The International Photovoltaic Equipment Association (IPVEA) favours an international “Free Market PV Economy.” A joint initiative of members of the EU solar cell and panel manufacturing industry is requesting the European Commission to investigate whether Chinese competitors dumped PV products at below-market rates on regional markets. As such, IPVEA has reviewed the statements from like-minded trade associations and has concluded that they generally are also against the imposition of any punitive tariffs.
“It is essential for the PV industry to foster a globally independent and competitive PV industry than to support measures that complicate the access to any of its core markets,” states Bryan Ekus, Managing Director of IPVEA.
Representing manufacturers and suppliers of PV fabrication equipment and related raw materials, IPVEA is interested in collaborating with other associations to make a joint industry statement rather than having separate declarations. The IPVEA will discuss this position and further measures during the 27th European Photovoltaic Solar Energy Conference and Exhibition taking place from 24 to 28 September 2012 in Frankfurt, Germany, and invites like-minded trade associations to come together to lay out a common industry statement.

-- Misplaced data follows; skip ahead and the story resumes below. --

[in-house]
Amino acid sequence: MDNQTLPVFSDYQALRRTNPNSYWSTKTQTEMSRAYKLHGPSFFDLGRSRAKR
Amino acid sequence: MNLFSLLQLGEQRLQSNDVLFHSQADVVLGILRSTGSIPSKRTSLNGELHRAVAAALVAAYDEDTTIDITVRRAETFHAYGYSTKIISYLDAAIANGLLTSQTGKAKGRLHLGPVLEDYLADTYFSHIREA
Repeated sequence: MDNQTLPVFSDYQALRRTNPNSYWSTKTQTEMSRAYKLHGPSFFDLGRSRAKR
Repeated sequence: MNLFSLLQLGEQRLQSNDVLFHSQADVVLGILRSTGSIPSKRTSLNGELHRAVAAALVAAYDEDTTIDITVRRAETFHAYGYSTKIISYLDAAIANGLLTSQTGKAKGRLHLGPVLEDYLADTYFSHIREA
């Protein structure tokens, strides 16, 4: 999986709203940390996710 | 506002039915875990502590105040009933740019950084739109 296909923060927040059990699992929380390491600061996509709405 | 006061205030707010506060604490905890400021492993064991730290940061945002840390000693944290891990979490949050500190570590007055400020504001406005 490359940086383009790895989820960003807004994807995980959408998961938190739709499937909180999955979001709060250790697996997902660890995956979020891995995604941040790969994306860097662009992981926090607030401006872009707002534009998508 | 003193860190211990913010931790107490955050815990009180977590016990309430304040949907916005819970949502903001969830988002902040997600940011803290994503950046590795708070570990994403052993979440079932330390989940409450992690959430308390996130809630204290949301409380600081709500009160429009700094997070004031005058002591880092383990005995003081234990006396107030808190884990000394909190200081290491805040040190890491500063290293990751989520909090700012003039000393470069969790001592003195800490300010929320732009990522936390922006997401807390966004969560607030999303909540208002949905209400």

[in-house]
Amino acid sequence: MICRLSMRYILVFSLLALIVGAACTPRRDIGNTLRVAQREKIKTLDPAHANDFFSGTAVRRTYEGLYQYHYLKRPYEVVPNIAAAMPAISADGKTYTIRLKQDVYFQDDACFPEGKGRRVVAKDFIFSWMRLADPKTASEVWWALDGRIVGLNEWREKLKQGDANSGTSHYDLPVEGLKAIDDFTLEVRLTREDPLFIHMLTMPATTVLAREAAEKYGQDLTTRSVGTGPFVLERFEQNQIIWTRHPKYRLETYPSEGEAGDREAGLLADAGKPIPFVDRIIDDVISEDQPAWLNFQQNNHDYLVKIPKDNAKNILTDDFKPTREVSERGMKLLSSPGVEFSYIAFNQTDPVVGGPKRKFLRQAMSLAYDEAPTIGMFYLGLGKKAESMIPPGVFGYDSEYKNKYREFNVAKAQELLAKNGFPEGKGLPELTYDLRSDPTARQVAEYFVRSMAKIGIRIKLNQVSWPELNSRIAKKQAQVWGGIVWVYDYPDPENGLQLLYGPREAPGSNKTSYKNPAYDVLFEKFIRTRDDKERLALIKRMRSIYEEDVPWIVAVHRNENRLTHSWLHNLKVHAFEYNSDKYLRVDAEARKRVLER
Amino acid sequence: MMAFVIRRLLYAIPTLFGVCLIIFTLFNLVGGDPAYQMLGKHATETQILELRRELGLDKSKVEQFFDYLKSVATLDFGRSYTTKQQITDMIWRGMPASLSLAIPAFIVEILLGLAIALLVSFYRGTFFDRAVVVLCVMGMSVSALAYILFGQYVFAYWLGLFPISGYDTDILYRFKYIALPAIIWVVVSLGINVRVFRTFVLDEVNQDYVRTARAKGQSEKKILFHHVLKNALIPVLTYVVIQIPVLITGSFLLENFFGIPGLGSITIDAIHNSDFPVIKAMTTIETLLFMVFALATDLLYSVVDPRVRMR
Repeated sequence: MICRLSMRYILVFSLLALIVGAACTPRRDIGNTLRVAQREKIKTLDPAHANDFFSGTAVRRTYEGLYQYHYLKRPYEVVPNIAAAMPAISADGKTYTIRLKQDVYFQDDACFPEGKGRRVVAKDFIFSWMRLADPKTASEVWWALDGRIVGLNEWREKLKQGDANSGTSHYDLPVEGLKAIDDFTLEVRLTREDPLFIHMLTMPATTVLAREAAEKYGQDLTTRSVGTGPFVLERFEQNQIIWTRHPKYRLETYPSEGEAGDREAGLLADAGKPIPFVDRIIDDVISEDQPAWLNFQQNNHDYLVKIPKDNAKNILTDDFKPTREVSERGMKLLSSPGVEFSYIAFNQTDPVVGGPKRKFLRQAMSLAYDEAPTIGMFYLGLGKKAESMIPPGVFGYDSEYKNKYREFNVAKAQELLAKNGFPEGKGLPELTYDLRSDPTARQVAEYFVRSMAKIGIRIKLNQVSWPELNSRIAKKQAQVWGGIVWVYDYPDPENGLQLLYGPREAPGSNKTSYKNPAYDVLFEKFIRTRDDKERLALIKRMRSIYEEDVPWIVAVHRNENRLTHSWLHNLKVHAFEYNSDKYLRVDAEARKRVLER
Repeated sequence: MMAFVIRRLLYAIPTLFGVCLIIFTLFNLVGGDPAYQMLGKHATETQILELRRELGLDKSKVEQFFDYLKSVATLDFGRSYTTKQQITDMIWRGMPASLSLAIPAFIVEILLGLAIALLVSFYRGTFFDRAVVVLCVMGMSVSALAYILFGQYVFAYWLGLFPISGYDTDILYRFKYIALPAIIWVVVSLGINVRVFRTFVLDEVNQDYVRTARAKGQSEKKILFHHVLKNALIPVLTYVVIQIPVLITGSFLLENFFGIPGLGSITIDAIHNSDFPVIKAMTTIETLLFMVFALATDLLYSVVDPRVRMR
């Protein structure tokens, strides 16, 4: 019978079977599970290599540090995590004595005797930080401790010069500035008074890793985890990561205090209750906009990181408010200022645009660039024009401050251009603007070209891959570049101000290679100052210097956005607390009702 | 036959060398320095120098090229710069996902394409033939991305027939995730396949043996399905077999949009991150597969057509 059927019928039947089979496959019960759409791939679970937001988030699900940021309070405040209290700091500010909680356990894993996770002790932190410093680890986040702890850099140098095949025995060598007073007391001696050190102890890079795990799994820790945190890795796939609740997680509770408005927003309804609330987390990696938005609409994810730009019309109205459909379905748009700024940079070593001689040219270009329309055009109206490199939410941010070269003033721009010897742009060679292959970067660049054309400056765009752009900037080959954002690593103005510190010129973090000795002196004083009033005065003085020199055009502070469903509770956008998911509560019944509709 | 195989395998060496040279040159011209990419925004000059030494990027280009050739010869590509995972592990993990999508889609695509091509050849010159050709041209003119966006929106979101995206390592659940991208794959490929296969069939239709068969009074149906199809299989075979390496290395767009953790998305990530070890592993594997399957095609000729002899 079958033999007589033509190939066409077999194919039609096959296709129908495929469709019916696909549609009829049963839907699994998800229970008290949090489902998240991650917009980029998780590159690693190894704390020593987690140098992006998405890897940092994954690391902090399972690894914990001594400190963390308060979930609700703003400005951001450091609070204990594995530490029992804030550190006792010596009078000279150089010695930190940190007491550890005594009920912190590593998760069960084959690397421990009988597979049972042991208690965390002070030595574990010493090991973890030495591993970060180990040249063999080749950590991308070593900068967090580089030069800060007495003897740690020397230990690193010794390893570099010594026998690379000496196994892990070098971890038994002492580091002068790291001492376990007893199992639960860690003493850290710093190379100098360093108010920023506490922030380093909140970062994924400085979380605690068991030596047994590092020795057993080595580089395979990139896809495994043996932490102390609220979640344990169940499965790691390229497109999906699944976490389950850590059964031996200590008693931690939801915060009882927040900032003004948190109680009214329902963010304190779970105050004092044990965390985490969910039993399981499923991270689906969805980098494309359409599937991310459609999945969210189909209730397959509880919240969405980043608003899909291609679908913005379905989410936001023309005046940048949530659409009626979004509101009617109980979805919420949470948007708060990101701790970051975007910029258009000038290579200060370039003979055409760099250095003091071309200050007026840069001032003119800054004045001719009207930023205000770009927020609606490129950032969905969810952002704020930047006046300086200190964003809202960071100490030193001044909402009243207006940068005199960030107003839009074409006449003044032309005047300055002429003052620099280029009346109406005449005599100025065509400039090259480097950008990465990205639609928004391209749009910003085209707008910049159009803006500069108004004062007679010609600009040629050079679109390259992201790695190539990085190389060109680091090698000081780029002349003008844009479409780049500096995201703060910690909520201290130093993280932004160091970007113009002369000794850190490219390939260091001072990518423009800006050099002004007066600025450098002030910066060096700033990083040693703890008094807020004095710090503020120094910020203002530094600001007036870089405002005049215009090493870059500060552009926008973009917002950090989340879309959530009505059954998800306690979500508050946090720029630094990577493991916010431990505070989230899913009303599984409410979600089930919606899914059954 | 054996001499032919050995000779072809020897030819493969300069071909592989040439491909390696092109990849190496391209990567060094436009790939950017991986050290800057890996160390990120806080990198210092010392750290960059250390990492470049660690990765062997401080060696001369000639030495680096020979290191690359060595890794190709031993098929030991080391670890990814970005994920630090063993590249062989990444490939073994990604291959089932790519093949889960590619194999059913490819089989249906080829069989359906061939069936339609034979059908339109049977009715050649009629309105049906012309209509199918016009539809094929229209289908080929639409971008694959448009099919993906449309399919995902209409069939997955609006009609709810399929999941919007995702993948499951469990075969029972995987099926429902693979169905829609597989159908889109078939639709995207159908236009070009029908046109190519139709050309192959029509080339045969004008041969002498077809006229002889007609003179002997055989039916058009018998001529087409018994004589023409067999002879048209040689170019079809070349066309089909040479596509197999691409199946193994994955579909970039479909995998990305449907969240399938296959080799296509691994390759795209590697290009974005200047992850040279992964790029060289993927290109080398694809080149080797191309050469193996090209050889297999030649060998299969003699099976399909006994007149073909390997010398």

In the past year, Chinese manufacturers provided about 68 percent of solar panels compared with 40 percent in 2009, the London-based researcher Bloomberg New Energy Finance estimated. Companies in EU countries produced about 11.5 percent of panels in 2011 versus 19 percent in 2009 while the U.S.’s share has dropped to 9 percent from 23 percent in the same period. Germany’s Environment Minister Peter Altmaier said July 19 that the country would support the commission should it start an anti-dumping probe. Since July 26 when the EU ProSun initiative filed the complaint, the European Commission has 45 days to decide whether it will start an investigation.
A similar complaint in the U.S. led President Barack Obama’s administration in March to impose anti-dumping duties on Chinese solar manufacturers. The Commerce Department in May ruled that they sold products below cost and introduced levies ranging from 31-250 percent.